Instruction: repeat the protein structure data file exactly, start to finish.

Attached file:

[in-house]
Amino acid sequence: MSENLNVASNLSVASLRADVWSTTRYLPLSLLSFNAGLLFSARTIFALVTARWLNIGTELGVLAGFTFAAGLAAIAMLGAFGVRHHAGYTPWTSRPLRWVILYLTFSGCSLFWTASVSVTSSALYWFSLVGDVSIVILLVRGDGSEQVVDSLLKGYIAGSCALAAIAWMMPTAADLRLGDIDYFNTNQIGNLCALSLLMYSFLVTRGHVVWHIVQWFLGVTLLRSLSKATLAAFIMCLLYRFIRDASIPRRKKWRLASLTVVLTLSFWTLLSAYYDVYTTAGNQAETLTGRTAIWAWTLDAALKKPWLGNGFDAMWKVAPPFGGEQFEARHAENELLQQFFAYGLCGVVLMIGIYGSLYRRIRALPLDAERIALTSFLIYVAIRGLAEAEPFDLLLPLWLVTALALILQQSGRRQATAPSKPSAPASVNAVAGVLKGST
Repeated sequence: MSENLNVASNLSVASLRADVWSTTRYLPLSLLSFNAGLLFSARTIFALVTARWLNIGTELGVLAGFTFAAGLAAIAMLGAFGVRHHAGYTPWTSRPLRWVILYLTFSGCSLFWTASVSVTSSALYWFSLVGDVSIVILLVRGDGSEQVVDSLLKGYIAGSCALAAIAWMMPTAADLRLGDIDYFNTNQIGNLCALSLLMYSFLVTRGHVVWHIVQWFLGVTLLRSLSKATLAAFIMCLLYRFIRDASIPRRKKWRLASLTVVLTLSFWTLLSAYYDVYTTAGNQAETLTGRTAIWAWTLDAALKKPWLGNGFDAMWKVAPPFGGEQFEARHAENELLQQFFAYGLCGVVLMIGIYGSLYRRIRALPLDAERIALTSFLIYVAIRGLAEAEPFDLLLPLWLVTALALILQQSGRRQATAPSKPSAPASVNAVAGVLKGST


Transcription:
[in-house]
Amino acid sequence: MSENLNVASNLSVASLRADVWSTTRYLPLSLLSFNAGLLFSARTIFALVTARWLNIGTELGVLAGFTFAAGLAAIAMLGAFGVRHHAGYTPWTSRPLRWVILYLTFSGCSLFWTASVSVTSSALYWFSLVGDVSIVILLVRGDGSEQVVDSLLKGYIAGSCALAAIAWMMPTAADLRLGDIDYFNTNQIGNLCALSLLMYSFLVTRGHVVWHIVQWFLGVTLLRSLSKATLAAFIMCLLYRFIRDASIPRRKKWRLASLTVVLTLSFWTLLSAYYDVYTTAGNQAETLTGRTAIWAWTLDAALKKPWLGNGFDAMWKVAPPFGGEQFEARHAENELLQQFFAYGLCGVVLMIGIYGSLYRRIRALPLDAERIALTSFLIYVAIRGLAEAEPFDLLLPLWLVTALALILQQSGRRQATAPSKPSAPASVNAVAGVLKGST
Repeated sequence: MSENLNVASNLSVASLRADVWSTTRYLPLSLLSFNAGLLFSARTIFALVTARWLNIGTELGVLAGFTFAAGLAAIAMLGAFGVRHHAGYTPWTSRPLRWVILYLTFSGCSLFWTASVSVTSSALYWFSLVGDVSIVILLVRGDGSEQVVDSLLKGYIAGSCALAAIAWMMPTAADLRLGDIDYFNTNQIGNLCALSLLMYSFLVTRGHVVWHIVQWFLGVTLLRSLSKATLAAFIMCLLYRFIRDASIPRRKKWRLASLTVVLTLSFWTLLSAYYDVYTTAGNQAETLTGRTAIWAWTLDAALKKPWLGNGFDAMWKVAPPFGGEQFEARHAENELLQQFFAYGLCGVVLMIGIYGSLYRRIRALPLDAERIALTSFLIYVAIRGLAEAEPFDLLLPLWLVTALALILQQSGRRQATAPSKPSAPASVNAVAGVLKGST